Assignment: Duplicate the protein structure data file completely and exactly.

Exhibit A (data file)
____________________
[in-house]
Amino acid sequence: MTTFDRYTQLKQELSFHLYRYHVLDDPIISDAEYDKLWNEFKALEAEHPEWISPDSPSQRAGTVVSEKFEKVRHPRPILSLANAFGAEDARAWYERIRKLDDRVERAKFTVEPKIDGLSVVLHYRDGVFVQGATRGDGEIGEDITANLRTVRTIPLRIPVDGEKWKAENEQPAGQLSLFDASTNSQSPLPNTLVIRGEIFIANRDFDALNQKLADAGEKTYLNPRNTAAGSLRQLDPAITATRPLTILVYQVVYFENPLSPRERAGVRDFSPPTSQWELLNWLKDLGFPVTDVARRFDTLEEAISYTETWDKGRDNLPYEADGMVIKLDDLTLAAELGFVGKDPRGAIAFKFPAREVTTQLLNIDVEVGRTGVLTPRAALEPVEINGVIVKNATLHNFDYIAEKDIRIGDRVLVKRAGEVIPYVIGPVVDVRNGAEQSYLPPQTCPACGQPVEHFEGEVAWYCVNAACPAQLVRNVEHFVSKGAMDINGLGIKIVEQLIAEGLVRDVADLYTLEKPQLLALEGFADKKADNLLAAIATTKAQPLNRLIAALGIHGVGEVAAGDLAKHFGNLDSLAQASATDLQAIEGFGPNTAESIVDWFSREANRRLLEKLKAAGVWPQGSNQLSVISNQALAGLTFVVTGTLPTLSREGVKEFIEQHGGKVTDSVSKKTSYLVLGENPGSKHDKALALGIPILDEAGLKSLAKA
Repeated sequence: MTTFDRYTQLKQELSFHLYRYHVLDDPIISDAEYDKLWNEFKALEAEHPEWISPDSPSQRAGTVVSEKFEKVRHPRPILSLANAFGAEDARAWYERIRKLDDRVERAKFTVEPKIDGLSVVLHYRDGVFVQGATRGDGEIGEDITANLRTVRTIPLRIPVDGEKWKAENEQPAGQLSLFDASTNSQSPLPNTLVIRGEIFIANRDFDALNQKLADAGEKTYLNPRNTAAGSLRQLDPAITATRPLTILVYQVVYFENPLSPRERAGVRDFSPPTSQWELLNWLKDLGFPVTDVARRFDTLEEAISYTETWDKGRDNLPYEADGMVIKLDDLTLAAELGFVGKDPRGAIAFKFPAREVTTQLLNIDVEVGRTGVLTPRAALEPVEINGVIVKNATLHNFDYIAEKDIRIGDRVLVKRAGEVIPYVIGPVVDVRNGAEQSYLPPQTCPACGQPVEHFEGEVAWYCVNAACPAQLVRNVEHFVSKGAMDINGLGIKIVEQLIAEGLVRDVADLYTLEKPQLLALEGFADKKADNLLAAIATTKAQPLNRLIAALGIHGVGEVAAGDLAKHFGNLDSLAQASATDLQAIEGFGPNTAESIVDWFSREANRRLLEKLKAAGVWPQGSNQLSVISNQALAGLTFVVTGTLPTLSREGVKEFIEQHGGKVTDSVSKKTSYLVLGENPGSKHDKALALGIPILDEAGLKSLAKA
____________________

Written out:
[in-house]
Amino acid sequence: MTTFDRYTQLKQELSFHLYRYHVLDDPIISDAEYDKLWNEFKALEAEHPEWISPDSPSQRAGTVVSEKFEKVRHPRPILSLANAFGAEDARAWYERIRKLDDRVERAKFTVEPKIDGLSVVLHYRDGVFVQGATRGDGEIGEDITANLRTVRTIPLRIPVDGEKWKAENEQPAGQLSLFDASTNSQSPLPNTLVIRGEIFIANRDFDALNQKLADAGEKTYLNPRNTAAGSLRQLDPAITATRPLTILVYQVVYFENPLSPRERAGVRDFSPPTSQWELLNWLKDLGFPVTDVARRFDTLEEAISYTETWDKGRDNLPYEADGMVIKLDDLTLAAELGFVGKDPRGAIAFKFPAREVTTQLLNIDVEVGRTGVLTPRAALEPVEINGVIVKNATLHNFDYIAEKDIRIGDRVLVKRAGEVIPYVIGPVVDVRNGAEQSYLPPQTCPACGQPVEHFEGEVAWYCVNAACPAQLVRNVEHFVSKGAMDINGLGIKIVEQLIAEGLVRDVADLYTLEKPQLLALEGFADKKADNLLAAIATTKAQPLNRLIAALGIHGVGEVAAGDLAKHFGNLDSLAQASATDLQAIEGFGPNTAESIVDWFSREANRRLLEKLKAAGVWPQGSNQLSVISNQALAGLTFVVTGTLPTLSREGVKEFIEQHGGKVTDSVSKKTSYLVLGENPGSKHDKALALGIPILDEAGLKSLAKA
Repeated sequence: MTTFDRYTQLKQELSFHLYRYHVLDDPIISDAEYDKLWNEFKALEAEHPEWISPDSPSQRAGTVVSEKFEKVRHPRPILSLANAFGAEDARAWYERIRKLDDRVERAKFTVEPKIDGLSVVLHYRDGVFVQGATRGDGEIGEDITANLRTVRTIPLRIPVDGEKWKAENEQPAGQLSLFDASTNSQSPLPNTLVIRGEIFIANRDFDALNQKLADAGEKTYLNPRNTAAGSLRQLDPAITATRPLTILVYQVVYFENPLSPRERAGVRDFSPPTSQWELLNWLKDLGFPVTDVARRFDTLEEAISYTETWDKGRDNLPYEADGMVIKLDDLTLAAELGFVGKDPRGAIAFKFPAREVTTQLLNIDVEVGRTGVLTPRAALEPVEINGVIVKNATLHNFDYIAEKDIRIGDRVLVKRAGEVIPYVIGPVVDVRNGAEQSYLPPQTCPACGQPVEHFEGEVAWYCVNAACPAQLVRNVEHFVSKGAMDINGLGIKIVEQLIAEGLVRDVADLYTLEKPQLLALEGFADKKADNLLAAIATTKAQPLNRLIAALGIHGVGEVAAGDLAKHFGNLDSLAQASATDLQAIEGFGPNTAESIVDWFSREANRRLLEKLKAAGVWPQGSNQLSVISNQALAGLTFVVTGTLPTLSREGVKEFIEQHGGKVTDSVSKKTSYLVLGENPGSKHDKALALGIPILDEAGLKSLAKA